On the Left Bank, surrounded by new classmates, white-footed terrier at my knee, I press close to the café table. The cold marble nips my palms. Foamy beverages arrive. I lean down, sip, recoil—too warm, too bitter. I try to catch the eye of the woman across from me, smile. She stirs her creamy drink, clanking spoon against china. She’s Scandinavian, may be Finnish or perhaps Norwegian.
On my left, the girl from Berlin with blue-streaked hair, who blushes when called to conjugate, says in English that her feet hurt.
“I look terrible in tennis shoes,” says the American, on my right. Her glance darts over the dog, skips down my thigh. She frowns at my offending trainers. My legs freeze. If she stares too hard, my shins will shatter. Across from me, the Scandinavian giggles. In halting French, she explains that today she bought new sandals. Under the table, her unpainted toenails and fuzzy legs stand firm as horses.
The American is wearing espadrilles. Espadrilles! The soles are not real rope, I am certain.
“Tu portes des espadrilles,” I say, hoping I have not made a mistake.
“Donna Karan,” she says with a smirk.
Should it have been les espadrilles? D’espadrilles?
“My mother bought them for me.” She rolls her eyes. The Scandinavian chimes in—mothers, fashion crimes, phone calls home.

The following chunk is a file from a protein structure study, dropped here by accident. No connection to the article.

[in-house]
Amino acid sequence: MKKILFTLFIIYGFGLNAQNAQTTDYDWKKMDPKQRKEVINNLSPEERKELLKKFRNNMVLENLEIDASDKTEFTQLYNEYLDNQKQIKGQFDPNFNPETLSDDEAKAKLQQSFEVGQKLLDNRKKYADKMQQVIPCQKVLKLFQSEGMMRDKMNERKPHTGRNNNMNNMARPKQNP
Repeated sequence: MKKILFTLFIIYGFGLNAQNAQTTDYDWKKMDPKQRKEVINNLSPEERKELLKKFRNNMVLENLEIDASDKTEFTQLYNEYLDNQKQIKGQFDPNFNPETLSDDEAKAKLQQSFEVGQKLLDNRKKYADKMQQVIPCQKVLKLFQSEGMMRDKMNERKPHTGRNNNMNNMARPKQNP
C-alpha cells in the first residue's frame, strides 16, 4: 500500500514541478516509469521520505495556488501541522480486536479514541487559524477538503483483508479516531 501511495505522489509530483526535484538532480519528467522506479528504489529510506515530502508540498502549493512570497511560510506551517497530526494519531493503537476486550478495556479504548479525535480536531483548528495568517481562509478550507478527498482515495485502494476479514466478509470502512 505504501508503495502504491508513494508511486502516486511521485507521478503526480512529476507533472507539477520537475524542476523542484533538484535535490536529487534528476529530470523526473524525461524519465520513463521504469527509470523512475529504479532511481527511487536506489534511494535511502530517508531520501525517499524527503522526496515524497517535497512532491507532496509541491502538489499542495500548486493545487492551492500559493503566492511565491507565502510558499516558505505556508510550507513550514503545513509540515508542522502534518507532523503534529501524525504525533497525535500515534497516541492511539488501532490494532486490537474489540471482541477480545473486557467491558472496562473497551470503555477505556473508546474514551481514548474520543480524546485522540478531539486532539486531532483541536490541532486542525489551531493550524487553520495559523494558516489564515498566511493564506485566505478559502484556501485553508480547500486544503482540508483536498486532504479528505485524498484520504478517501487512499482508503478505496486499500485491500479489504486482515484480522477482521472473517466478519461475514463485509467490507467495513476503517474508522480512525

Just as the American is about to open her mouth, I remind her, my accent veering towards South London, that we are here to learn. We’re supposed to speak French.
Lips pressed together, nostrils pinched, she holds her breath, as if protecting herself from a foul vapor. Silence reigns. The stone of the table, which had seemed grand, elegant, bears pits and scars.
Pastries arrive, and I wish I had ordered one. I sip my tepid drink.
The American spoons whipped cream into her mouth. The dog stirs, stretches, settles back in my lap. I’m sure the American is about to comment that dogs are not allowed in New York restaurants but I am wrong.
“Tu me permets?” You allow me? she asks. She breaks off a bit of biscuit, holds it between fingertips. “Pour le chien?” For the dog?
I nod, and my terrier snaps up the offering. He licks his lips, raises his ears, cocks his head. Around the table we exclaim: How cute, like mine, like a baby, my little brother, he wants more! I laugh, stroke my boy’s silky ears, warm fur. The Berliner slips me a bite of profiterole—sweet fluff. We chat, lick spoons, pay the bill, and rise to leave, the Berliner and Scandinavian still comparing test results.
“Come,” the American says, “I’ll take you to my favorite place in all of Paris.” This time I don’t object to English. I scoop up my little dog and join her on the street.
Katherine Gleason’s most recent book is Anatomy of Steampunk: The Fashion of Victorian Futurism (Race Point Publishing, 2013). Her short stories have appeared in journals such as Cream City Review, Papirmasse, River Styx, and Southeast Review, and online at Camroc Press Review, Mississippi Review online, and Monkeybicyle online.